Anatomy of a Classic

Potato Soup for the Soul

Savory mushroom pesto elevates
the flavor in Blackberry Mountain chef Joey Edwards’s warming recipe

Photo: Johnny Autry

Chefs are who they are, which means they usually can’t resist fancying up even the simplest dish. The results can be delicious, but the recipes often don’t translate easily for the home cook. A welcome exception: the potato soup dreamed up by Joey Edwards, the executive p.m. chef of Three Sisters restaurant at Blackberry Mountain in Tennessee, a second resort from the family that started nearby Blackberry Farm.

Like so many great recipes, it starts with a food memory. Edwards’s family moved from South Carolina to the Raleigh-Durham area and eventually to Willard, North Carolina, when he was a teenager. He has seven brothers and sisters, and since Edwards showed an early affinity for cooking, his mother often let him take over the family kitchen. “If I was not going to burn the house down,” he says, “she was like, ‘Go for it, Joey.’” 

He watched a ton of Food Network and was always experimenting, but he also learned to appreciate reliable, inexpensive joys, including ones that came from a can. “Even when I was getting into food, I was not above eating a can of potato soup,” he says.

That evolved into something he would riff on over the years, such as adding bacon to make it smoky and raising the level of creaminess. He eventually landed on a vegetarian version in which a charred mushroom and greens pesto stands in for the bacon, with whole cipollini or pearl onions to give the dish more structure and visual appeal. The final touch is tang from crème fraîche, which provides richness and balance.  

The mushrooms and greens can be roasted in the oven or cooked on an outdoor grill. Either way, you want to cook them hot and fast so they get a little charred at the edges. You can then use a food processor to chop them, but it’s easy enough by hand, which gives the pesto a slightly rustic texture. Halve or quarter the potatoes, depending on their size, and simmer them until they are tender and the edges get a little rounded, but don’t let them cook to mush. “You do have to be mindful of the temperature as it simmers,” Edwards says. Then it’s only a matter of adding a big dollop of the pesto and letting it loosen up a bit in the soup. Shake the bowl a touch, and it will marble into something that’s beautiful enough for a dinner party without straying too far from its roots. “At the end of the day,” he says, “potato soup is a homey thing.”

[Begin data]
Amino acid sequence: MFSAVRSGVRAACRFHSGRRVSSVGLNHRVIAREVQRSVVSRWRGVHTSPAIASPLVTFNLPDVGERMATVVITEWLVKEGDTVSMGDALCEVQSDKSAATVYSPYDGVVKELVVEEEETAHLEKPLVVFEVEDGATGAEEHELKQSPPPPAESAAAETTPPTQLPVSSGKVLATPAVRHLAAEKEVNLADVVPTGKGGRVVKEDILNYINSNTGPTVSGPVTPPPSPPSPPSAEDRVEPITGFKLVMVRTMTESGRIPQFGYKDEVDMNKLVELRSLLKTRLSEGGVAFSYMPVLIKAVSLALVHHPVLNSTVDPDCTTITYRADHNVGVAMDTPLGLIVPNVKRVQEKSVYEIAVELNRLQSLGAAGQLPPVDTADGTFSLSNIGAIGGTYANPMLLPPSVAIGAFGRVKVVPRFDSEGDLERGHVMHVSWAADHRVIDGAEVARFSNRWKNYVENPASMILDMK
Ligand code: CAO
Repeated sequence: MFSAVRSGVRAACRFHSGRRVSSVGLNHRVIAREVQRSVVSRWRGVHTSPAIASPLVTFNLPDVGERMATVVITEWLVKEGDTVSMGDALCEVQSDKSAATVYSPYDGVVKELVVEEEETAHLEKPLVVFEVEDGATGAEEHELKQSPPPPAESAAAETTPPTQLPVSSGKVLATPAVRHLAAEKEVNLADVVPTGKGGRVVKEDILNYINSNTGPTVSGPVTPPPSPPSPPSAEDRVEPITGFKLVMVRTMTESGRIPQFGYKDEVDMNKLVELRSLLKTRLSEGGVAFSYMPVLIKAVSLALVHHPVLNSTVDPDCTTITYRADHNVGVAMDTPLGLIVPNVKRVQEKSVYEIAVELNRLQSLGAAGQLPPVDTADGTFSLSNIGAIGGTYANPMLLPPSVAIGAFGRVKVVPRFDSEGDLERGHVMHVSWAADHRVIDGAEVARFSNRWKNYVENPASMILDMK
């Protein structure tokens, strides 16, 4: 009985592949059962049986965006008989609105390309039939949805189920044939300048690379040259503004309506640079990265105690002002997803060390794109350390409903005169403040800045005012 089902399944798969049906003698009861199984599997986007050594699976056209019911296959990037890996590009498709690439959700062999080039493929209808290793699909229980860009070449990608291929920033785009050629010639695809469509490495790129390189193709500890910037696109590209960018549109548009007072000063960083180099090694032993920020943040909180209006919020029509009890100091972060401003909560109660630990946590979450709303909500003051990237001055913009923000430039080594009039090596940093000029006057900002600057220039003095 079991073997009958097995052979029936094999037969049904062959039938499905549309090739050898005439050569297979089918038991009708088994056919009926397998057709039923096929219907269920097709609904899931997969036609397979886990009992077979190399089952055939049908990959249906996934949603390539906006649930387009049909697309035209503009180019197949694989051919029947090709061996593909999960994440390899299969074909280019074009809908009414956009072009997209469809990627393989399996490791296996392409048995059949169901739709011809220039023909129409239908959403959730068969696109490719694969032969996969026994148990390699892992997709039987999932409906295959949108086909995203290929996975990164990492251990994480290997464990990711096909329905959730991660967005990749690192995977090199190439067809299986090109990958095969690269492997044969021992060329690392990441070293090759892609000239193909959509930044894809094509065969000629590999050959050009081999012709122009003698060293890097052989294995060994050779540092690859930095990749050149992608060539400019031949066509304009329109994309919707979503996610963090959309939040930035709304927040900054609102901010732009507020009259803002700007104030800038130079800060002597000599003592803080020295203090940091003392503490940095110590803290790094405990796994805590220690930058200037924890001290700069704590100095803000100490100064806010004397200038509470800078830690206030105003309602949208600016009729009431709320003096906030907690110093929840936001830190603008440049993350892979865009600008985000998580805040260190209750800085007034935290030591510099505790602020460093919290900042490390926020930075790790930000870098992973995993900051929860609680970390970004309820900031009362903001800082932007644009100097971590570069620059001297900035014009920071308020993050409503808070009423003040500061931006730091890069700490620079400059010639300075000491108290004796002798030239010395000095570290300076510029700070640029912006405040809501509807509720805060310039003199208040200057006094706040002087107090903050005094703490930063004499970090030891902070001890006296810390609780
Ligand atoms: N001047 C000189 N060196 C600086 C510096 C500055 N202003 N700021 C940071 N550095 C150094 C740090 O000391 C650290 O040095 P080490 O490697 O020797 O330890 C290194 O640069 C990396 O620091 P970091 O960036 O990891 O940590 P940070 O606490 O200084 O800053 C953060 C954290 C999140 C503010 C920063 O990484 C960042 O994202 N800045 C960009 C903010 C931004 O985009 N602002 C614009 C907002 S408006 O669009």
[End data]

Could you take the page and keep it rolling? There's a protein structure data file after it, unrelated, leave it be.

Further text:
photo: Johnny Autry


  • For the soup

    • 1 tbsp. butter

    • 8 cipollini onions or 8 oz. pearl onions, peeled

    • 8 small Yukon Gold potatoes, peeled and quartered

    • 2 cups crème fraîche

    • 2 cups water

    • 1 head roasted garlic (instructions follow)

    • 1 tsp. kosher or other flaky salt (if using table salt, cut in half)

    • 4 sprigs fresh thyme

    • 1 bay leaf

  • For the pesto

    • 1 cup sliced mushrooms

    • ½ cup good olive oil (Tuscan if possible)

    • Salt and black pepper, to taste

    • ½ bunch dandelion greens or ½ head radicchio with leaves separated

    • 1 small bunch green onion tops, thinly sliced

    • ¼ bunch parsley, chopped

    • 1 head roasted garlic (instructions follow)

    • ½ cup finely shredded aged Gouda


  1. For the soup: Melt butter in a small pot over medium heat and blister the onions, stirring occasionally and allowing the butter to brown but not burn. Add the rest of the ingredients and stir to combine. Simmer for about 30 minutes until the potatoes start to break down. The soup should thicken from being reduced and from the potato starch. Remove thyme stems and bay leaf. Taste to see if the soup needs more salt.

  2. For the pesto: Preheat oven to 400°F. Toss mushrooms in olive oil, salt, and pepper, and then do the same with the greens. Roast both on a sheet pan until mushrooms and greens start to take on some color and crisp around the edges, about 5 to 7 minutes. Or you can char the greens directly on a grill and use a grill basket or pan to char the mushrooms.

  3. To serve: Spoon soup into bowls, making sure each serving
    has potato pieces and an onion or two. Top with a heap of the pesto and stir slightly to marble the soup.

  4. Tip: To roast garlic, slice the top off of the heads and wrap them both together in aluminum foil with 2 tbsp. olive oil. Cook in a 300°F oven for about 1 hour, until garlic is completely soft, then squeeze garlic out of the skins.

Meet the Chef: Joey Edwards

Raleigh, North Carolina

Early career goal: 
“I wanted to be in a band. I was gonna be a rock star.”

Motto for success: 
“You have to slow down to speed up.”

Favorite cooking vessel: 
“I think it’s the most romantic thing to cook in a copper pot.”